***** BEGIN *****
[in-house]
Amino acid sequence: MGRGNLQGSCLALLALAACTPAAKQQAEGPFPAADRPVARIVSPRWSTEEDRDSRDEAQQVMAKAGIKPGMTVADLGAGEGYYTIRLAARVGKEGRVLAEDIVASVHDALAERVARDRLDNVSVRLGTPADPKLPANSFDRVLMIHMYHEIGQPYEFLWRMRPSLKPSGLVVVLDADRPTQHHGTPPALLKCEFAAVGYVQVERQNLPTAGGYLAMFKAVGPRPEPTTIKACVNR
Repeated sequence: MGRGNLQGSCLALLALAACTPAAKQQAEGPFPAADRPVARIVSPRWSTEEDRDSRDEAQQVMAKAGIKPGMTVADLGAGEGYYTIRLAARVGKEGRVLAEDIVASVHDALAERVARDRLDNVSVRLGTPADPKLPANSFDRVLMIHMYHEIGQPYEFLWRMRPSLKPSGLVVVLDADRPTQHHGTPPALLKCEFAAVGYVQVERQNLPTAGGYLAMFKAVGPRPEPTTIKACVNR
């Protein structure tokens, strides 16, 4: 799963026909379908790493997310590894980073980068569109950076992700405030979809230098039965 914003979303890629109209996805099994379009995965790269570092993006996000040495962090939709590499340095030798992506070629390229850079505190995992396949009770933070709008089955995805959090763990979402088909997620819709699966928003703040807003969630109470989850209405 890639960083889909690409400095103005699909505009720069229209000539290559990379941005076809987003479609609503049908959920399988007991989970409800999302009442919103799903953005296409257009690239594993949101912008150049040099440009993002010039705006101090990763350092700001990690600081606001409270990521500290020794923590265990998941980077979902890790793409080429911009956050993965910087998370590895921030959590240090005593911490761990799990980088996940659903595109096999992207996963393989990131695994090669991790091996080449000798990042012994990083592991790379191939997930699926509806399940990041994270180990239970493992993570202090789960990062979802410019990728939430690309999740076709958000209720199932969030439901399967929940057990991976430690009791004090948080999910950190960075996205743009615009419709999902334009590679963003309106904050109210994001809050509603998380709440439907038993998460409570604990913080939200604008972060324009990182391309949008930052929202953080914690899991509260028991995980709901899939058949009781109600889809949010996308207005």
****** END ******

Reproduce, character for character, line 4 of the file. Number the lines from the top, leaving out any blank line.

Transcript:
């Protein structure tokens, strides 16, 4: 799963026909379908790493997310590894980073980068569109950076992700405030979809230098039965 914003979303890629109209996805099994379009995965790269570092993006996000040495962090939709590499340095030798992506070629390229850079505190995992396949009770933070709008089955995805959090763990979402088909997620819709699966928003703040807003969630109470989850209405 890639960083889909690409400095103005699909505009720069229209000539290559990379941005076809987003479609609503049908959920399988007991989970409800999302009442919103799903953005296409257009690239594993949101912008150049040099440009993002010039705006101090990763350092700001990690600081606001409270990521500290020794923590265990998941980077979902890790793409080429911009956050993965910087998370590895921030959590240090005593911490761990799990980088996940659903595109096999992207996963393989990131695994090669991790091996080449000798990042012994990083592991790379191939997930699926509806399940990041994270180990239970493992993570202090789960990062979802410019990728939430690309999740076709958000209720199932969030439901399967929940057990991976430690009791004090948080999910950190960075996205743009615009419709999902334009590679963003309106904050109210994001809050509603998380709440439907038993998460409570604990913080939200604008972060324009990182391309949008930052929202953080914690899991509260028991995980709901899939058949009781109600889809949010996308207005």